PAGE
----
The Semantics of Rape

Like many others in this country (and elsewhere), I have been more than bothered by Rep. Todd Akin’s recent statement about “legitimate rape.” I’ve stewed, fretted, gotten fired up, talked myself off the ledge, and climbed back up again.

For those of you who might have been living under a rock and missed it, here’s the question that prompted his controversial comment… and the loaded response itself:

QUESTION: “So, if an abortion could be considered in the case of, say, a tubal pregnancy or something like that, what about in the case of rape? Should it be legal or not?”

ANSWER: “It seems to me first of all from what I understand from doctors, that’s really rare. If it’s a legitimate rape, the female body has ways to try to shut that whole thing down. But let’s assume that maybe that didn’t work or something, you know, I think there should be some punishment, but the punishment ought to be on the rapist and not attacking the child.”

I’ve always wanted to possess some kind of Super Power. Chris and I used to joke that I should be “PAINT GIRL!” and my nemesis would be “WHITE WALLS!” (I’ve always enjoyed a colorful home.) Recently, we’ve come to the conclusion that my super power is Sweating. I sweat so much, so profusely, and like such a boss (sorry, I have teenagers…) that I could very well be “SWEATY PIT GIRL!” or “SUPER SWEATER!” I sweat so much, in fact, that I now own t-shirts Chris claims have “Perma-Stench.” It happens when you’re a Sweaty Wonder. But I digress.

I’d like to believe that my reproductive parts have some cool Super Powers. After all, they’ve produced four pretty awesome human beings. (FIRST BORN! SURVIVOR BOY! LISP GIRL! VERBOSE KID!) Perhaps if my Mama Parts got the accolades they deserved, I could then go by “UTERUS GIRL!” or “OVARY WOMAN!”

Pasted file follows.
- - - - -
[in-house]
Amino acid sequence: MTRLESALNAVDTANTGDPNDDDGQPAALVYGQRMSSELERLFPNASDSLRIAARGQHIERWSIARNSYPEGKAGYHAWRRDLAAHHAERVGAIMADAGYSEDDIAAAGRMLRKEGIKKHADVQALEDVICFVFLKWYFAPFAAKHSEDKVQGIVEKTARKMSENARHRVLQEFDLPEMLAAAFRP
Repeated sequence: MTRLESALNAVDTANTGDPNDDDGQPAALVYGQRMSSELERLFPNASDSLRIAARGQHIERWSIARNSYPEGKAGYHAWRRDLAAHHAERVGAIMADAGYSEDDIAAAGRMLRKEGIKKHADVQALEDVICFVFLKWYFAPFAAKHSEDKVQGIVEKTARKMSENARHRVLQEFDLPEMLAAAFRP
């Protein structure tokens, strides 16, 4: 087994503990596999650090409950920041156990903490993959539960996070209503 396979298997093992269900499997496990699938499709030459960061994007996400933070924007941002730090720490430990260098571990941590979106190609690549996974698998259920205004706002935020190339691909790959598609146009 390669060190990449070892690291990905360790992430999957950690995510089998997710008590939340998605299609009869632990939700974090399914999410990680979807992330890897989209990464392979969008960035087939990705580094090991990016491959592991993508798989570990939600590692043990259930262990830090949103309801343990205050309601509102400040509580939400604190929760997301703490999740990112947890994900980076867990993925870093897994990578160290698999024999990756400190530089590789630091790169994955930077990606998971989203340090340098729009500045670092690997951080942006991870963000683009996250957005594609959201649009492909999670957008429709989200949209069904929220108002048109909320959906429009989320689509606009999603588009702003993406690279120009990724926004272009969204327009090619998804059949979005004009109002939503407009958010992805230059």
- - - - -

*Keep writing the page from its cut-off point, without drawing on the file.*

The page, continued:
But, alas, my eggs can’t choose for themselves when to be fertilized and when not to be fertilized. If that was the case, my friends who have been through the heartbreak and expense of infertility treatments would have housefuls of kids. One of my very Truest Bluest, I know, would give her left ovary to be “FERTILITY GIRL!”

But that’s just not the way it works. We’ve got a little bit of something called science to back that particular statement up.

Why am I so worked up about Rep. Akin’s comments? I mean, I’m a self-professed political avoider. I don’t like politics. Never have, never will.

But here’s the thing… (And for those of you with kids nearby, cover their eyes and have them don the earmuffs cause what I’m about to reveal isn’t for the wee ones), I was raped in college. That makes me feel pretty passionately about what he’s chosen to say. And let me also point out that statistically, I’m 1 in 6. Think about six more of your female friends. There’s another one. And then think of six more. And then six more. This is a pervasive, prevalent problem. It’s out there, my friends. It’s everywhere.

I’ve never blogged about this subject before. Never mentioned it in public. (Except for the whole police report and artist’s suspect sketch and hospital tests, et al.) Not very many people know. (Well, until today…)

I’ve opted not to talk much about it — not at all because I’m ashamed or embarrassed, but because it makes other people uncomfortable. And those who know me know that I don’t dig that kind of discomfort. I’m not a “victim” — I don’t want to be seen as one. I was raped. I was not killed. I survived. I graduated from college, married the love of my life, had four fabulous kids, am surrounded by a beautiful bevy of friends, am a contributing member of society (most of the time), love my existence and everything in it. Life moved on. I moved on. But as someone who has experienced a rape — and someone who has a fairly public voice — I can’t just stand by and let these asinine statements be made without refuting them.

If we’re trying to determine the “legitimacy” of my rape, I’m guessing that it was pretty legit — what with the stranger who forced his way into my college apartment and the knife at my throat and the death threats. But it was no more “legitimate” than any of my other friends’ or acquaintances’ or sorority sisters’ rapes — not those perpetrated by acquaintances, boyfriends, husbands, strangers.